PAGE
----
Each year, we try to put together a list of what we think we’re going to accomplish in the year ahead. And each year, we are amazed at how long the list is. We always feel like we have accomplished a lot and yet there's so much more to do. We hope to penetrate our first 100 sites in the US, commence our CE Mark study of the MVAD soon, as well as our first-in-man, which will probably be two different phenomenons.

First, we'll get a few implants under our belt and then start our pivotal trial. Our new controller we are extremely enthusiastic about. Really considers the patient and puts them at the center of the experience.

We are quite optimistic about getting a destination therapy CAP cohort started in the not-too-distant future, pending FDA approval on the protocol that we submitted recently. HVAD approval in Canada is pending. The TET I mentioned; the next revision of that, taking into consideration all the things we’ve learned in the last chronic implant study we did last year, will take place later this year.

We had a series of thoracotomy studies that we are looking to embark upon. The first is likely to be a US-based registry that we initially were going to do as a physician-sponsored IDE, but the more we looked into the burden of a multicenter trial run by a physician, it was just asking a bit too much of them. And we were going to have to do all the work to support them anyway, so we’ll be putting in our own IDE very soon. And the enthusiasm for thoracotomy is encouraging, and I think people are beginning to recognize that if they can reduce blood loss, reduce hospital stay, manipulate the heart less as they are doing in Europe that hopefully we will see the benefits of that less invasive surgical implant and the small size of the HVAD really facilitates that procedure.

We’re also looking at pursuing right heart support and pediatrics, probably under an HDE configuration. That's our plan and that's just avoids a trial. It's essentially an approval for the indication because of a humanitarian exemption. As mentioned, the Longhorn is making good progress and hopefully by the end of this year the next big step will be going to GLPs, which is the final thing we do before clinical implants.

The last on the list is but certainly not least, is to get our Japan study underway in Japan and we should both start and complete enrollment. We’re in the finalizing sort of scale of study stage with Japan at this juncture, and we do expect that – thanks to the work that Thoratec will now be doing – that Japan should be a very sizable VAD market in the very near future.

So, again, apologies for being a bit tardy to the podium, but thanks for your patience. And I look forward to taking questions. I think we have a breakout, but you may have questions in the next four minutes and 11 seconds that I have left.

I couldn't miss a chance to see you, Rajeev.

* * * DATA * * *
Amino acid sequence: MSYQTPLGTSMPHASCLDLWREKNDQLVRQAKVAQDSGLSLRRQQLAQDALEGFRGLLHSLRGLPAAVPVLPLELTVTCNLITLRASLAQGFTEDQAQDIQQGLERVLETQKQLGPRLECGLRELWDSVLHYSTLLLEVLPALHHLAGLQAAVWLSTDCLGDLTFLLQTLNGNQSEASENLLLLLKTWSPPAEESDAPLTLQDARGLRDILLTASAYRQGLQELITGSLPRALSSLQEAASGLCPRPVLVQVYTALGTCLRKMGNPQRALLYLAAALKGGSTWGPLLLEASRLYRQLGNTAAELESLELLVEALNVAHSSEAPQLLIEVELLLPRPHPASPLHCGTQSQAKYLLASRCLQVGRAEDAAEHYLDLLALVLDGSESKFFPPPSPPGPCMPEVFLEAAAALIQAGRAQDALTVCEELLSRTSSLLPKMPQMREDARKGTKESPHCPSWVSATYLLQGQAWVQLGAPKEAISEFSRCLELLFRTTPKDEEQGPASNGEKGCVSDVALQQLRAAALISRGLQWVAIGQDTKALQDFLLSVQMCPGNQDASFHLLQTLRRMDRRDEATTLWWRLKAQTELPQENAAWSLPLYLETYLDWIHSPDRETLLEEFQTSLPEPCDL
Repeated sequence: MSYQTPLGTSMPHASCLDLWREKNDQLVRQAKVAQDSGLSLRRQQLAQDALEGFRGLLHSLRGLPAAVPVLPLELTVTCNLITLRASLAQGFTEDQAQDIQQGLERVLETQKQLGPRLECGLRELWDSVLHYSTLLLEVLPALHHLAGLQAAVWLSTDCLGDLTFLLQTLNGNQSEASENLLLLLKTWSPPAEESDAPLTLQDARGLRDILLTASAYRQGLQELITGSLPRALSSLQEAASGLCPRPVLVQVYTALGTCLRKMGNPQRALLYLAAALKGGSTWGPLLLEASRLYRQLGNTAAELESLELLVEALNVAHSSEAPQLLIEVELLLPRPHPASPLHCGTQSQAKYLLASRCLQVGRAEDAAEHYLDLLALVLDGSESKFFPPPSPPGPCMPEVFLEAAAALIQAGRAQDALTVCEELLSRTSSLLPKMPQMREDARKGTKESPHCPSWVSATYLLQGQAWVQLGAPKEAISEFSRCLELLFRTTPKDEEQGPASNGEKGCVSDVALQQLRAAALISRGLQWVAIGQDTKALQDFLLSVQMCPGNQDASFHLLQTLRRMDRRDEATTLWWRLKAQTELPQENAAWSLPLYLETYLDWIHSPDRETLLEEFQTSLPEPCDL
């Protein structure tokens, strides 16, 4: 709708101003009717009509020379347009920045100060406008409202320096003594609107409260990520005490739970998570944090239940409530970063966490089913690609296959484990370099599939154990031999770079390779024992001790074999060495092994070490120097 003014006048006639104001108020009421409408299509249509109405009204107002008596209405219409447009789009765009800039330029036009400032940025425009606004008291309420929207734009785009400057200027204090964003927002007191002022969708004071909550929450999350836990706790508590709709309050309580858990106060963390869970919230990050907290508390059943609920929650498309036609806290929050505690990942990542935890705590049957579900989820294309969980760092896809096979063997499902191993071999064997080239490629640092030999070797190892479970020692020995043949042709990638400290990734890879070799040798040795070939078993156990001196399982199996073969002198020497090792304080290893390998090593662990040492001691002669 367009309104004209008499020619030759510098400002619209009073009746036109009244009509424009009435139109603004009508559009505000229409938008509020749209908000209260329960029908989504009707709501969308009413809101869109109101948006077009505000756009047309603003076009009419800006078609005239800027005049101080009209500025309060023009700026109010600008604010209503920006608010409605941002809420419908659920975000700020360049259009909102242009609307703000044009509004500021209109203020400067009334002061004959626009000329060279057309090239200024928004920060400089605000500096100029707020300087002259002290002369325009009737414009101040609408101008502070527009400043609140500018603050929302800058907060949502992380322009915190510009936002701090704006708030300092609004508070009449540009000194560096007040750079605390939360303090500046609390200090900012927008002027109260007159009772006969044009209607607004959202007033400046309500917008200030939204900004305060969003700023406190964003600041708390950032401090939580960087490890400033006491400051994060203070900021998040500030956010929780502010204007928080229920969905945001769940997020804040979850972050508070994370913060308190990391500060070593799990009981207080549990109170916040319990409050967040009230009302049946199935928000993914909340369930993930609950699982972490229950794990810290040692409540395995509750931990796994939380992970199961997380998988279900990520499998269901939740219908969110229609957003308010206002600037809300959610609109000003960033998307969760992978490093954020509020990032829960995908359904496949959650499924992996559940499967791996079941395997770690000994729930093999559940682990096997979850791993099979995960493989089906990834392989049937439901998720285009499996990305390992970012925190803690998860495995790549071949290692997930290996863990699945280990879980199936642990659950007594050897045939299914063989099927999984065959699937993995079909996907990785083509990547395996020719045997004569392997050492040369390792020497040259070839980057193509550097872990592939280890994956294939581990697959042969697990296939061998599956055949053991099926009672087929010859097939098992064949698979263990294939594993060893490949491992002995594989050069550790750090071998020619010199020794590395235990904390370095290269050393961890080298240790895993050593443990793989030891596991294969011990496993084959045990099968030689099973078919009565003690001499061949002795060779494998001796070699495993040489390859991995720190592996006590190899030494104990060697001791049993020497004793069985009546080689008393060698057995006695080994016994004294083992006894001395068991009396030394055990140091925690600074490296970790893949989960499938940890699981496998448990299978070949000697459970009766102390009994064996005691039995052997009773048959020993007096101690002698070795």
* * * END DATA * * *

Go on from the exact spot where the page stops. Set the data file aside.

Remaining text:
Question-and-Answer Session

Rajeev Jashnani

Yes, I'm sure. Your market share is something that is obviously in focus and I think the competitor in the market is talking about coming out of the first quarter and seeing stabilization in the market share.

I'm sure it's not that black and white, but maybe you could give us your perspective in terms of whether you gained share relatively quickly and what opportunity there is to continue to gain share at the centers you are already in. So obviously you’ll expand the number of synergy and pick up some share there, but maybe some perspective on the base. Thanks.

Doug Godshall

So, obviously, if I were striving for stability, then it would be time to get somebody else up here at the podium. So, I’d say we have a wide range of share positions in our current sites. We have sites that have done one or two cases. We've had sites who have done over 10 in the past quarter. Just a couple of those, but it's reasonable to assume that at those sites we did better than at the sites where we did one or two, unless they had almost no volume.

And I think one of the things that – at some of those sites that have done one or two – is they’re just trying to figure out, “What do I do now that I have a choice? Never had a choice before; how do I talk to the patient about a choice because it's not a trial?” It's different when you present a trial to a patient versus two approved devices.

And at least some of those sites have communicated to us that they’re getting sort of up the curve of what it's like to use both devices and offer both devices for – in the same indication, in the case of bridge, or when you have devices that have two different indications, as we are in that position right now.

So, I certainly hope that we do better at some of those sites than we did in the first quarter. Not because we are crestfallen about how we did, but it feels like we were laying the groundwork for future growth and that's certainly the way our sales and marketing team is approaching it. And we’re generally encouraged by the widespread traction that we’re feeling.

So I'm not going to forecast a future share position, obviously, but we were encouraged by what we saw at ISHLT with the widespread enthusiasm and sort of communication of those who – between those who use the device a lot and those who were just coming up the curve in utilization. So, hopefully, that bodes well for broader utilization.

Rajeev Jashnani

Great. I think we only have one minute left, so you probably have a lot more to talk about in the breakout session and we can follow up there.

Doug Godshall

Thanks, everybody.

Rajeev Jashnani

Thank you.